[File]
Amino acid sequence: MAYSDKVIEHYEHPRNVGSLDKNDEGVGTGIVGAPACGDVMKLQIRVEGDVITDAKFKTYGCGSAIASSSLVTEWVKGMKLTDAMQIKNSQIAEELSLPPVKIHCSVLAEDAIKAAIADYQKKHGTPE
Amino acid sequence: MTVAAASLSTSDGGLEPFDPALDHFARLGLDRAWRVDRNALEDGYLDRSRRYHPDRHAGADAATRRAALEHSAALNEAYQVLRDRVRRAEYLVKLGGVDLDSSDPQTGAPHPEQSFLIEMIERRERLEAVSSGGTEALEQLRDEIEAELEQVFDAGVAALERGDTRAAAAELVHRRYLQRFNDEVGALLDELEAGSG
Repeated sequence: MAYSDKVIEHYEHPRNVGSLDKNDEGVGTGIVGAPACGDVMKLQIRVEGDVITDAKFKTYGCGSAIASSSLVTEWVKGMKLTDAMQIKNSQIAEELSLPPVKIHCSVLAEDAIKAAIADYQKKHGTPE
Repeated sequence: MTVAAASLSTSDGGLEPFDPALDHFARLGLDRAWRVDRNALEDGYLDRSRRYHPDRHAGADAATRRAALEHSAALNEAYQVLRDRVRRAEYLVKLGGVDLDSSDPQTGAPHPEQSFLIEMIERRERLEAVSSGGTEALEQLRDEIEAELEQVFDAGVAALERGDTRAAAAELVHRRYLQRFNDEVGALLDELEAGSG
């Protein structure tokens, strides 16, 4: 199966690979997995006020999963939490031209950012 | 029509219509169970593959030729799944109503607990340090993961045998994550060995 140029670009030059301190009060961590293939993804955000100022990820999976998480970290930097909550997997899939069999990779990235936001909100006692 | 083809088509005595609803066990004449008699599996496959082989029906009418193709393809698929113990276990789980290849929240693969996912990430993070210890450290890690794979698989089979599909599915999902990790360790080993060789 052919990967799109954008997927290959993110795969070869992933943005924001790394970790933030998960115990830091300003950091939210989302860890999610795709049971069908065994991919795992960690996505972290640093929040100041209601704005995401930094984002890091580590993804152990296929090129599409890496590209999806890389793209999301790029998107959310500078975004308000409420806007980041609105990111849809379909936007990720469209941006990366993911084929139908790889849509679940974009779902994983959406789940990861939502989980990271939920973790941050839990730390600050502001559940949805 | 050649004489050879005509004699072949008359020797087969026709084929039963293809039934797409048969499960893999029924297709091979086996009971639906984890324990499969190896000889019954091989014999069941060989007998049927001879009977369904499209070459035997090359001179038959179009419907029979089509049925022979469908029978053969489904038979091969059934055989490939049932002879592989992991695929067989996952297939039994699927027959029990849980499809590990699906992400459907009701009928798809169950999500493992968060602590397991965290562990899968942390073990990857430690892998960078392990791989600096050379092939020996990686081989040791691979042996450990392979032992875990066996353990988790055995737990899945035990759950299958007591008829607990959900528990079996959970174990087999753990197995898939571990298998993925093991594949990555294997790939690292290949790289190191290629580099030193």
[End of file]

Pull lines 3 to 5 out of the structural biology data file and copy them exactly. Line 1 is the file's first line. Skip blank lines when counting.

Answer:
Repeated sequence: MAYSDKVIEHYEHPRNVGSLDKNDEGVGTGIVGAPACGDVMKLQIRVEGDVITDAKFKTYGCGSAIASSSLVTEWVKGMKLTDAMQIKNSQIAEELSLPPVKIHCSVLAEDAIKAAIADYQKKHGTPE
Repeated sequence: MTVAAASLSTSDGGLEPFDPALDHFARLGLDRAWRVDRNALEDGYLDRSRRYHPDRHAGADAATRRAALEHSAALNEAYQVLRDRVRRAEYLVKLGGVDLDSSDPQTGAPHPEQSFLIEMIERRERLEAVSSGGTEALEQLRDEIEAELEQVFDAGVAALERGDTRAAAAELVHRRYLQRFNDEVGALLDELEAGSG
């Protein structure tokens, strides 16, 4: 199966690979997995006020999963939490031209950012 | 029509219509169970593959030729799944109503607990340090993961045998994550060995 140029670009030059301190009060961590293939993804955000100022990820999976998480970290930097909550997997899939069999990779990235936001909100006692 | 083809088509005595609803066990004449008699599996496959082989029906009418193709393809698929113990276990789980290849929240693969996912990430993070210890450290890690794979698989089979599909599915999902990790360790080993060789 052919990967799109954008997927290959993110795969070869992933943005924001790394970790933030998960115990830091300003950091939210989302860890999610795709049971069908065994991919795992960690996505972290640093929040100041209601704005995401930094984002890091580590993804152990296929090129599409890496590209999806890389793209999301790029998107959310500078975004308000409420806007980041609105990111849809379909936007990720469209941006990366993911084929139908790889849509679940974009779902994983959406789940990861939502989980990271939920973790941050839990730390600050502001559940949805 | 050649004489050879005509004699072949008359020797087969026709084929039963293809039934797409048969499960893999029924297709091979086996009971639906984890324990499969190896000889019954091989014999069941060989007998049927001879009977369904499209070459035997090359001179038959179009419907029979089509049925022979469908029978053969489904038979091969059934055989490939049932002879592989992991695929067989996952297939039994699927027959029990849980499809590990699906992400459907009701009928798809169950999500493992968060602590397991965290562990899968942390073990990857430690892998960078392990791989600096050379092939020996990686081989040791691979042996450990392979032992875990066996353990988790055995737990899945035990759950299958007591008829607990959900528990079996959970174990087999753990197995898939571990298998993925093991594949990555294997790939690292290949790289190191290629580099030193």